About

This blog is not to explain the whys and hows in the historical chain of Ottoman Empire and is dedicated to Art and History of Ottoman Empire that lasted from 1299 to November 1922. Reader must notice that the aim of the blog is to give basic information and idea about Ottoman Arts. Cliches like “history is to give people aspect and experience about past so that it may prevent them to fall into the same mistakes in the future” is not valid for this blog since Art is a different era.

 

In conclusion the entries are related to the interesting sides of the amazing culture of Ottoman Empire. Not to give lessons or not to give any messages to a third-person.

Advertisements
Published on October 21, 2008 at 7:11 am  Comments (4)  

The URI to TrackBack this entry is: https://ottomanblog.wordpress.com/about/trackback/

RSS feed for comments on this post.

4 CommentsLeave a comment

  1. Dear Sir,

    I am having a research on The Ottoman names of Greek cities and villages, especially in the Larissa (Yeni Sehir) area. Could you please suggest to me some Ottoman or Turkish old books that I could find useful information?

    Sincerely yours,
    Fotis Markelos

    • Hi,
      If your research has academic purposes, i can try to cite academic works about the topic for you. But you should give the details of your search. (Which university, which department…etc.)

      If you take a look at Turkish cities (total 88 cities), approx. 80% of them have foreign origins. Here are the origins of the name of all turkish cities:
      Afyonkarahisar: Akroenos (Greek)
      Adana: Atana (Hittite)
      Adıyaman: Hısn-ı Mansur (Arabic)
      Ağrı: Ararat (Armenian)
      Amasya: Amasesia (Greek)
      Ankara: Ancyra (Galat Language)
      Antalya: Attaleia (Greek)
      Artvin: Artvan (Armenain)
      Aydın: Tralles (Greek)
      Balıkesir: Paleo Kastro (Greek)
      Bilecik: Agrilion (Greek)
      Bingöl: Cebel-cur (Urartu language)
      Bitlis: Bitlis, Badlis who was the general of Great Alexandr (Greek)
      Bolu: Klaudio Poli (Bitinia language)
      Burdur: Limobria (Greek)
      Bursa: Prussa (Bitinia Language)
      Çanakkale: Troas (Greek)
      Çorum: Hattuşa (Hittite)
      Denizli: Laodikeia (Greek)
      Diyarbakır: Diyar-ı Bekir (Ottoman)
      Edirne: Hadrianapolis (Greek)
      Elazığ: Elaziz (Arabic)
      Erzincan: Erzigan (Kurdish)
      Erzurum: Arz-ı Rum (Ottoman)
      Eskişehir: Dorlion (Frigia language)
      Gaziantep: Hantap (Hittite)
      Giresun: Kerasunda (Greek)
      Gümüşhane: Argyropolis (Greek)
      Isparta: Baride (Hittite)
      İstanbul: Eis tin polis (Greek)
      İzmir: Smirna, Symrina (Greek)
      Kayseri: Kaisareia (Greek)
      Rize: Rhizios (Greek)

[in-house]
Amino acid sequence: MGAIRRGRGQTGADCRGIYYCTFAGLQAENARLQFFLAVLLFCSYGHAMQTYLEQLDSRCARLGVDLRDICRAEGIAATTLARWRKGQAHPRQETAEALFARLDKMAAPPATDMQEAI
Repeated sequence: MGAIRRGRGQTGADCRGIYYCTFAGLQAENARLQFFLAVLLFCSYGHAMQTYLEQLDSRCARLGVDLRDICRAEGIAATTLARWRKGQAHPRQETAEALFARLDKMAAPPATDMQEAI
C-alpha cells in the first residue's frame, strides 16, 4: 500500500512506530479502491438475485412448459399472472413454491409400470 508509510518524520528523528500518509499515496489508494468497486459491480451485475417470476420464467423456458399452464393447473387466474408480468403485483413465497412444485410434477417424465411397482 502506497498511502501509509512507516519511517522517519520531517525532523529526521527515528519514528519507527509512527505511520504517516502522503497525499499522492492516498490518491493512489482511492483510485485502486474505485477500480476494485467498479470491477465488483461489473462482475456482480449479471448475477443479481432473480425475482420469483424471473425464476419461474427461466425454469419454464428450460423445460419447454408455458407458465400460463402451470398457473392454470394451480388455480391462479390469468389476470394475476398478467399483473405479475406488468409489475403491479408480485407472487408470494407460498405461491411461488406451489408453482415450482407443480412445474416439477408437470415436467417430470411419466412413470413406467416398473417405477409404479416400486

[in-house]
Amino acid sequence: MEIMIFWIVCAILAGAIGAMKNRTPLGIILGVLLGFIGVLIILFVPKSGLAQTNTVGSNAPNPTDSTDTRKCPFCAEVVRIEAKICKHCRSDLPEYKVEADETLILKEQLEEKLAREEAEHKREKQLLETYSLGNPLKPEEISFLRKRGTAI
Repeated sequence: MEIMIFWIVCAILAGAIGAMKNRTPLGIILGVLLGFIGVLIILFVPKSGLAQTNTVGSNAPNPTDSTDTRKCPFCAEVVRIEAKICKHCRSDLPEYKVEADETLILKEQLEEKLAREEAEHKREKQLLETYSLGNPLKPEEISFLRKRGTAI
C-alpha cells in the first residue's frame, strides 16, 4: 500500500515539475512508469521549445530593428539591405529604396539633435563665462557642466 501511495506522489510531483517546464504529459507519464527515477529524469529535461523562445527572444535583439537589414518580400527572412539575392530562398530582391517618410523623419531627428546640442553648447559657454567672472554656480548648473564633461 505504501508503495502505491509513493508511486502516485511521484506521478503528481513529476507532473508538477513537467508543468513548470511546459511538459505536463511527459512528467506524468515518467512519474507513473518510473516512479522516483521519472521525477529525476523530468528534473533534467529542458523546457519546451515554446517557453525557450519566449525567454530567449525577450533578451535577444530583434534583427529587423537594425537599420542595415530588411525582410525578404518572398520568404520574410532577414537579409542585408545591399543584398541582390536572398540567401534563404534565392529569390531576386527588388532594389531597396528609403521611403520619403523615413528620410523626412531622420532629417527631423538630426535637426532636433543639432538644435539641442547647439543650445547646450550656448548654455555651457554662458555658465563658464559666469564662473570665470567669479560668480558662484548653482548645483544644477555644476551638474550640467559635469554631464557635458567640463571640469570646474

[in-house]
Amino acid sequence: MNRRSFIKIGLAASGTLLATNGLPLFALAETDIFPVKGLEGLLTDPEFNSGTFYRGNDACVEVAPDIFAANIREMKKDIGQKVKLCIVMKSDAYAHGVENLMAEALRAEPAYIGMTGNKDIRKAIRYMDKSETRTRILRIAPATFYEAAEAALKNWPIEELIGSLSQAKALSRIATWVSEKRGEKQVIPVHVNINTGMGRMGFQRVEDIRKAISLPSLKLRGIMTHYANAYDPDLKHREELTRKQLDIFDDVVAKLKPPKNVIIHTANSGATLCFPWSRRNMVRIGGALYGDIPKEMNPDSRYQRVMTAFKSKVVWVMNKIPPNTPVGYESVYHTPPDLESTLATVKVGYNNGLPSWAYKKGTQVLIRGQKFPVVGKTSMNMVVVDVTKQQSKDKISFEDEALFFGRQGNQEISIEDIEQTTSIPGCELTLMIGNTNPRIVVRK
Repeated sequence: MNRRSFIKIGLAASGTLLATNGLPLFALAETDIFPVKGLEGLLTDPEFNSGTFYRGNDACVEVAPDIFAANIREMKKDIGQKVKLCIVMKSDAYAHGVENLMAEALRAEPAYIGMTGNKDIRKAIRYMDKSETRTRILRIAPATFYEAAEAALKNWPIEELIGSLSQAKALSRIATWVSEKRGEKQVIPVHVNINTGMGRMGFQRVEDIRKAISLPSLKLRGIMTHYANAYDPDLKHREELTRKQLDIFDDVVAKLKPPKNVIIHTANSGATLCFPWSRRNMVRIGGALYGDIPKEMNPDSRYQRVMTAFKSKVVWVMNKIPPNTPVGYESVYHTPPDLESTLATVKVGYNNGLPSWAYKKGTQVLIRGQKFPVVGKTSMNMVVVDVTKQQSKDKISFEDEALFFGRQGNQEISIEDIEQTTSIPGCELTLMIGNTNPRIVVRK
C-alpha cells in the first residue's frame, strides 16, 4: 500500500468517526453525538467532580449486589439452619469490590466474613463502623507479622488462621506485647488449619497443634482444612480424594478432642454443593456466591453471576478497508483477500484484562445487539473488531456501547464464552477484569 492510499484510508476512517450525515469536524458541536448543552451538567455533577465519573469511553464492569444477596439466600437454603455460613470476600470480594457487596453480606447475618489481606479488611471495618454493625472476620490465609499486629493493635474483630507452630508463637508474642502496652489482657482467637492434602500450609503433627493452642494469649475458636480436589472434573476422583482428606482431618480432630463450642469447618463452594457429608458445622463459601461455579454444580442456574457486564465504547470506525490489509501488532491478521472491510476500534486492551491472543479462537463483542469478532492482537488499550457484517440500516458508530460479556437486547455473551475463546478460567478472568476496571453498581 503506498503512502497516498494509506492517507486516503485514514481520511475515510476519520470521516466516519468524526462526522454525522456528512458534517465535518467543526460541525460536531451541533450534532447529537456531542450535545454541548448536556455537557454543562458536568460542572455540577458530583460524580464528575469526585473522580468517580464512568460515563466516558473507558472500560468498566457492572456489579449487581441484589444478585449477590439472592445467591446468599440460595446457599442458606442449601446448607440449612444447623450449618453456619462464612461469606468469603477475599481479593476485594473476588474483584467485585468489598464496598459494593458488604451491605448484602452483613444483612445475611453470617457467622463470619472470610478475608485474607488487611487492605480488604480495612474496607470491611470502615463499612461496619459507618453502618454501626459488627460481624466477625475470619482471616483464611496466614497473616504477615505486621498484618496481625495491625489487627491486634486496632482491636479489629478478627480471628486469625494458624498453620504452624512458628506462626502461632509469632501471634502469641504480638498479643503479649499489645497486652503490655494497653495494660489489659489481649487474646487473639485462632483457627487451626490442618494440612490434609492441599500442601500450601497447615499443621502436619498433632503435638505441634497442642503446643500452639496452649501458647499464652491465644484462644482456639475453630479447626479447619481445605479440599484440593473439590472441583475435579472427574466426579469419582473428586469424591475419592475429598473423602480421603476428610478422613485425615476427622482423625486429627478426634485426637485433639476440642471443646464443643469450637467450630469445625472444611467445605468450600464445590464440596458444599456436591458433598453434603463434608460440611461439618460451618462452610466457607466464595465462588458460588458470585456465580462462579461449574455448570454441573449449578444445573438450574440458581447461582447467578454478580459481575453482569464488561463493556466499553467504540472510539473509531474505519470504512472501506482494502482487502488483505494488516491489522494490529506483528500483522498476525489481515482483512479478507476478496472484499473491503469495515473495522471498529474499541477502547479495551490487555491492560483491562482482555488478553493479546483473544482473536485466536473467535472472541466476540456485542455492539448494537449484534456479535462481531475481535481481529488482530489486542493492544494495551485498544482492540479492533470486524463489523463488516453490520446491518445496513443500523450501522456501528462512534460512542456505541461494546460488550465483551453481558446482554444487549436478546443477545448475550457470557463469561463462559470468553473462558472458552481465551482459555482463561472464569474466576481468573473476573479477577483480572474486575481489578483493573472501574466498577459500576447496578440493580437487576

Osmaniye: Otman (Arabic)
      Malatya: Maldiye (Hittite)
      Ardahan: Ardana (Georgian)
      Bayburt: Payberd (Armenian)
      Konya: İkonion (Greek)
      Niğde: Nahida (Greek)
      Aksaray: Garsama (Greek)
      Çankırı: Gangra (Greek)
      Bartın: Barthenios (Greek)
      İskenderun: Alexandretta (Greek)
      İznik: Nikomidia (Greek)
      Karabük: Haluna (Hittitee)
      Kastamonu: Kastromoni (Greek)
      Kırklareli: Saranta Eklesias (Greek)
      Kütahya: Frigian Kotiaeon,
      Manisa: Lidian; Magnisia
      Maraş: Markasi (Hittitee)
      Muğla: Karya (Karcian)
      Nevşehir: Nissa (Hittite)
      Ordu: Kotioro (Greek)
      Sakarya: Sangari (Frigian)
      Samsun: Amisos (Ionian)
      Sinop: Sinova (Hittite)
      Sivas: Sebastia (Greek)
      Tarsus: Tarsa (Luvian)
      Tekirdağ: Bisanthe (Greek)
      Tokat: Togayit
      Trabzon: Trapezus (Greek)
      Trakya: Thraki (Greek)
      Uşak: Temenothyrea (Frigian)
      Urfa: Urbai (Syriac)
      Van: Vaini, Van (Armenian)

  2. I believe the Ottoman artistic movement became interested in Western art particularly at the start of the 1900s and mainly French and italian artists were invited over. Does anyone who who these invited artists were?

    Many Thanks
    Oliver

  3. thank you for this lovely blog. i hope yu will add more.
    ottoman history is entrancing i read a lot but there is always something new such as i have found on your blog.


Leave a Reply

Fill in your details below or click an icon to log in:

WordPress.com Logo

You are commenting using your WordPress.com account. Log Out / Change )

Twitter picture

You are commenting using your Twitter account. Log Out / Change )

Facebook photo

You are commenting using your Facebook account. Log Out / Change )

Google+ photo

You are commenting using your Google+ account. Log Out / Change )

Connecting to %s

%d bloggers like this: